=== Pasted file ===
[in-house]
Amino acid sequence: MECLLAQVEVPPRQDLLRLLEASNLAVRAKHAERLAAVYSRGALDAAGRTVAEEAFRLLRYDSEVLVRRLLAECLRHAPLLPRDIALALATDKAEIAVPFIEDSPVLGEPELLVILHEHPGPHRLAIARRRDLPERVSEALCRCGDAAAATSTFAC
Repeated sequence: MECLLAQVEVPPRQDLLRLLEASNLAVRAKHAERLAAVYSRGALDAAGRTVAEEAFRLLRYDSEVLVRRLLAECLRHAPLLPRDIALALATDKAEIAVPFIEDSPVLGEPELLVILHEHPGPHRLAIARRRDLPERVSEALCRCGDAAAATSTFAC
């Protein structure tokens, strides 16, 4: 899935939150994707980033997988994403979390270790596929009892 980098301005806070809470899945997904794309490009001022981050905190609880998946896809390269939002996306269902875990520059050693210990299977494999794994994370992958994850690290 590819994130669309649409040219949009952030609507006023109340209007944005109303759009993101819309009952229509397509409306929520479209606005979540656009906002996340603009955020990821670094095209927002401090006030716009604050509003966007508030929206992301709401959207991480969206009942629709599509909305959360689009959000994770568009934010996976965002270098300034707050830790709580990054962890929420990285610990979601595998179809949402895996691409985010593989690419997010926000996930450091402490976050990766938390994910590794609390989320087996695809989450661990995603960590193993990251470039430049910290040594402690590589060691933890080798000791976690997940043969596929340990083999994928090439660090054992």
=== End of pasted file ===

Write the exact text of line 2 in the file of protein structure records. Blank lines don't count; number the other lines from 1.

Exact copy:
Amino acid sequence: MECLLAQVEVPPRQDLLRLLEASNLAVRAKHAERLAAVYSRGALDAAGRTVAEEAFRLLRYDSEVLVRRLLAECLRHAPLLPRDIALALATDKAEIAVPFIEDSPVLGEPELLVILHEHPGPHRLAIARRRDLPERVSEALCRCGDAAAATSTFAC